With the launch of the Surajkund Crafts Mela in 1981, Haryana Tourism set a precedent in organizing cultural events on a national level. Now internationally famous, the fortnight long fair also celebrates the rhythms of folk theatre - all of which endear one to the simple charm of the Suraj Kund Mela village. The Crafts Mela celebrates the finest handlooms and handicrafts traditions of country. Held in the month of February from 1st-15th, the fair embodies the spirit that runs through the people of India and its rich culture. The Suraj Kund Crafts Mela is held just 8 kms from South Delhi, at Suraj Kund. The Dazzling Spectacle:
Beneath thatched roof platforms, master craftspersons carefully display the finest of handlooms and handicrafts from all over the country. The event is so colorful and rich in experience, that many a tourist has returned to visit it again and again. The prices are relatively low compared to emporia, and some of the stuff can be amazing. Shops at the Mela bustle with the brilliance of mirror encasing embroidery, delicate lace work, folk motifs on terracotta forms, metal and cane-ware, the tinkle of bangles, shimmer of iridescent silks and the jingle of toys and trinkets. The Suraj Kund Crafts Mela is more than a celebration of crafts. At the fan shaped open-air-theatre name 'Natyashala' rich folk dances and musical evenings are held throughout the fortnight. The Irresistible Cuisine:
The fun-filled mela celebrations every year, come as a mini food festival. Some of the popular food traditions arrive from Punjab and South Indian delicacies come in from the South Indian section. Popular Chinese and snack foods also arrive for the event alongwith a special stall where patrons are introduced to the traditional foods and sweet meats of the theme state. The Suraj Kund Crafts Mela also comes as an event that celebrates the vibrant rhythms of folk theatre. All these colourful events flower before the audience in the open-air-theatre named Natyashala. Artistically Dexterous Crafts:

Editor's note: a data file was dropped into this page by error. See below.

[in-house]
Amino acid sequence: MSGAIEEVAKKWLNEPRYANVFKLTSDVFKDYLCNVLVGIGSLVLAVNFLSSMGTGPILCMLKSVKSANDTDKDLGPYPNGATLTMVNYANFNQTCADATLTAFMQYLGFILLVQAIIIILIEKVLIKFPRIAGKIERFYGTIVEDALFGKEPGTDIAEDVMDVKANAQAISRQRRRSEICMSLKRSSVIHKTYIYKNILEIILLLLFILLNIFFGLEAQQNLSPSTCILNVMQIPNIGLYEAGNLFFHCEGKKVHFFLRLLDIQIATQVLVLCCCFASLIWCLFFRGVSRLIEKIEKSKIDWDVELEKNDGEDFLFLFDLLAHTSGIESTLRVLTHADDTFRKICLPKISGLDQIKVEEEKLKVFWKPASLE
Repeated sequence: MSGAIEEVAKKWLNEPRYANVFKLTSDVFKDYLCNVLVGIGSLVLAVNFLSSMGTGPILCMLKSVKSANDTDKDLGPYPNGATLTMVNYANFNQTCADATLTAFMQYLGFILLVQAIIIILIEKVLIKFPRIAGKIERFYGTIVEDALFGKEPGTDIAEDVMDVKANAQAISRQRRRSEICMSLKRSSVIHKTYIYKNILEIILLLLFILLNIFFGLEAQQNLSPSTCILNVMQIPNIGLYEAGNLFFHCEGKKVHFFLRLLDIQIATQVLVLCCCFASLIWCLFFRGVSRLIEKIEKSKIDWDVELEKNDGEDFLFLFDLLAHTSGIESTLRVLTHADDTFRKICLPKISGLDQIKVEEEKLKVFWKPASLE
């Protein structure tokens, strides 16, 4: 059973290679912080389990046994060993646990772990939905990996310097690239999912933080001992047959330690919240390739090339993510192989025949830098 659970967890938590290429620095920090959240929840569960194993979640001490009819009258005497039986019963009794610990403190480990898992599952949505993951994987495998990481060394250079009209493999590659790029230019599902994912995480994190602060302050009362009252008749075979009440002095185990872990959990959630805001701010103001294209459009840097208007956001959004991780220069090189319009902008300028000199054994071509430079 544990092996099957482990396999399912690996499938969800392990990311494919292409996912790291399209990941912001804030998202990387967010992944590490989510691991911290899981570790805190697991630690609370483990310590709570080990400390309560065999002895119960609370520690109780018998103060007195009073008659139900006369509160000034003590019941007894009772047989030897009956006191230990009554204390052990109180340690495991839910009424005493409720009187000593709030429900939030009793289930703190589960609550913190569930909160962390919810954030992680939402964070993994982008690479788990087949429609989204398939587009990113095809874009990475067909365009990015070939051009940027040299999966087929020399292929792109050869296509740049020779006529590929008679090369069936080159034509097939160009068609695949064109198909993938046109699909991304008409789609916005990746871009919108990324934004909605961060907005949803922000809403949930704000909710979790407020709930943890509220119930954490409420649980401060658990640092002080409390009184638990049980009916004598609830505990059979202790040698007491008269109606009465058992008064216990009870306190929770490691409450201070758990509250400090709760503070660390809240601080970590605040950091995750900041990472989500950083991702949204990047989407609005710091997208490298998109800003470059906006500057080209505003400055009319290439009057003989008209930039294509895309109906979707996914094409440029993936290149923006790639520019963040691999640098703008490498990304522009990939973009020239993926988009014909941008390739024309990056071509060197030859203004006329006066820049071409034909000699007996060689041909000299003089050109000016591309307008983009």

For the mela, some of the most delightful crafts collections arrive from practically all over the country. In wood and cane craft come inlay work from Punjab and rosewood carving, sandalwood from South India. 'Chikri' woodcraft of Kashmir and some very fine cane craft come from West Bengal and North Eastern states. Delicate 'Sholapith' and 'Shital Patti' work come from Assam and West Bengal. In embroidery, the Phulkari of Punjab, the 'Banjara' and 'Bunni' embroidery of Gujarat and Rajasthan, the 'Kantha' traditions from West Bengal and Tripura, lace and crochet from Goa, the 'Suzni' of Kashmir and mirror encasing work alongwith the traditional 'Chikan' work of Lucknow delight. In the section of floor covering the 'Namda' and carpet of Kashmir, the 'Punja Durrie' of Haryana and Punjab, the woolen druggets of Mirzapur and coir and rag carpets of south India fascinate the visitors.
Oxidized jewelery, seashell decorations and agate stone work delight as also the delicate gold work and chunky silver jewellery. Toys in wood and cane, ply and mud make the young thrill with joy.
The fascinating 'Phad' paintings of Rajasthan, the 'Kalamkari' of Andhra and Karnataka, temple paintings of Orissa, 'Madhubani' of Bihar are also on display. In the metal section, tribal 'Dhora' work, classical South Indian metal work, glittering brass ware, bell metal and iron craft delight collectors.